22 days ago

John Locke’s views are important because so many of the framers of the US Constitution had read his works. In Sections 141-142 of his 2d Treatise on Government: Of Civil Government, he completes and summarizes his Chapter XI (“Of the Extent of the Legislative Power”) delineation of what powers rulers have and what they don’t have. In reading these sections, it is important to remember that John Locke uses the word “legislative” to refer to the ruler or rulers of a commonwealth. As with taxation, John Locke views the transfer of power from one ruler to another as something that requires authorization by elected representatives—though his

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Henry Grabar: Minneapolis Confronts Its History of Housing Segregation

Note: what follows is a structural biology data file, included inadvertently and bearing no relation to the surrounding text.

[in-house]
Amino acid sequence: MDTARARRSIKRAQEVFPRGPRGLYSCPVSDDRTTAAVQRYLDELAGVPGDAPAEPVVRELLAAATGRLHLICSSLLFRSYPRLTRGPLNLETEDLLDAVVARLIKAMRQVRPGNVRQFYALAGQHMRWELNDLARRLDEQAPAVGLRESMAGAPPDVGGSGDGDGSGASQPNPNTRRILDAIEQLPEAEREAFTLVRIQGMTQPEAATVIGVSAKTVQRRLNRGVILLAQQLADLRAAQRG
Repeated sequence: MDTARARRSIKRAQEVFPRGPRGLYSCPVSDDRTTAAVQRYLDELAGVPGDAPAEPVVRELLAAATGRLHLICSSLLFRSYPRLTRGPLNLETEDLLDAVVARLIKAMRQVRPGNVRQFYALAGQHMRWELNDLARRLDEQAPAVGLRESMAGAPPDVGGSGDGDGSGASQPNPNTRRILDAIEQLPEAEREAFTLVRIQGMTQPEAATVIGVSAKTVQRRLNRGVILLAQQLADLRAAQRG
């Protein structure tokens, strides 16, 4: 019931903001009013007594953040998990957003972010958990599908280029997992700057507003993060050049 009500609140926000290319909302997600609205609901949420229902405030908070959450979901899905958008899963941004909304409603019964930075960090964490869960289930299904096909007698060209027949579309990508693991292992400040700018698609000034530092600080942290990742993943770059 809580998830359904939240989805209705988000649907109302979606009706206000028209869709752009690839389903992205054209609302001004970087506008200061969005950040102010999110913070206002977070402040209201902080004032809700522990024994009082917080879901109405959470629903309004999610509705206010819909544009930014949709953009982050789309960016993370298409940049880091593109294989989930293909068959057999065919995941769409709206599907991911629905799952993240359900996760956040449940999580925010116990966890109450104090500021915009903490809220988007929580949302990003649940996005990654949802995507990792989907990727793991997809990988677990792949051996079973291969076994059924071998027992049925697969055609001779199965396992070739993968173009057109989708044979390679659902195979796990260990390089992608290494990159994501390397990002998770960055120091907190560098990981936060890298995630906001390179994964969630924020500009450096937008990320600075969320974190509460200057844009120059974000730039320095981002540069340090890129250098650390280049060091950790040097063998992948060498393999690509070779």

24 days ago

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Bloomberg #2—>False Advertising for College is Pretty Much the Norm

25 days ago

The administration of President Donald Trump just made it easier for for-profit colleges to get away with making fake promises about things like graduation rates and job placements. That’s regrettable. But let’s not let prestigious institutions off the hook. They aren’t exactly rigorous when they tout the benefits of higher education, either.Education Secretary Betsy DeVos has proposed new rules to make it harder for students to get loan forgiveness from schools that lured them with false advertising. Notably, the government wants to make aggrieved students show that the schools actually intended to defraud them, a high burden of proof.The

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Cass Sunstein: Change ‘Default’ Option to Ease Student Loan Debt Crisis

26 days ago